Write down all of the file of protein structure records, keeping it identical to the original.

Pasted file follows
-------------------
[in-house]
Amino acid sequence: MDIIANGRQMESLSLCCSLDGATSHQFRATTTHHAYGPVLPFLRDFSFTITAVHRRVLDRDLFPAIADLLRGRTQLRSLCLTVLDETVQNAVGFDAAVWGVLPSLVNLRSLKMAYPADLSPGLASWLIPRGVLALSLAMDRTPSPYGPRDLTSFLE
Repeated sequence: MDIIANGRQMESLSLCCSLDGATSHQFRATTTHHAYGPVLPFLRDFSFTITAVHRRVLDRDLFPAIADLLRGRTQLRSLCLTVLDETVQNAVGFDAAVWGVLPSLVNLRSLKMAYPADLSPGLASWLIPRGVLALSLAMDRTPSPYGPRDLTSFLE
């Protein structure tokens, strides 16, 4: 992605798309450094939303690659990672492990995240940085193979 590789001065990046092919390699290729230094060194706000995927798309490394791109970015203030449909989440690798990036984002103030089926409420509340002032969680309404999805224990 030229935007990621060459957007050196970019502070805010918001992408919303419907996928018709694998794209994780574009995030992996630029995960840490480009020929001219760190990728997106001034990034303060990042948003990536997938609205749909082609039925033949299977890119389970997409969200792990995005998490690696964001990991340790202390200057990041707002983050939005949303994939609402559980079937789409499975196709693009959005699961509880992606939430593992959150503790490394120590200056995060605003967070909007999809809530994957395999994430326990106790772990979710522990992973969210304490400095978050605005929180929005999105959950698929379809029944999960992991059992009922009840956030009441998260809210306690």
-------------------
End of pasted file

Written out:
[in-house]
Amino acid sequence: MDIIANGRQMESLSLCCSLDGATSHQFRATTTHHAYGPVLPFLRDFSFTITAVHRRVLDRDLFPAIADLLRGRTQLRSLCLTVLDETVQNAVGFDAAVWGVLPSLVNLRSLKMAYPADLSPGLASWLIPRGVLALSLAMDRTPSPYGPRDLTSFLE
Repeated sequence: MDIIANGRQMESLSLCCSLDGATSHQFRATTTHHAYGPVLPFLRDFSFTITAVHRRVLDRDLFPAIADLLRGRTQLRSLCLTVLDETVQNAVGFDAAVWGVLPSLVNLRSLKMAYPADLSPGLASWLIPRGVLALSLAMDRTPSPYGPRDLTSFLE
């Protein structure tokens, strides 16, 4: 992605798309450094939303690659990672492990995240940085193979 590789001065990046092919390699290729230094060194706000995927798309490394791109970015203030449909989440690798990036984002103030089926409420509340002032969680309404999805224990 030229935007990621060459957007050196970019502070805010918001992408919303419907996928018709694998794209994780574009995030992996630029995960840490480009020929001219760190990728997106001034990034303060990042948003990536997938609205749909082609039925033949299977890119389970997409969200792990995005998490690696964001990991340790202390200057990041707002983050939005949303994939609402559980079937789409499975196709693009959005699961509880992606939430593992959150503790490394120590200056995060605003967070909007999809809530994957395999994430326990106790772990979710522990992973969210304490400095978050605005929180929005999105959950698929379809029944999960992991059992009922009840956030009441998260809210306690």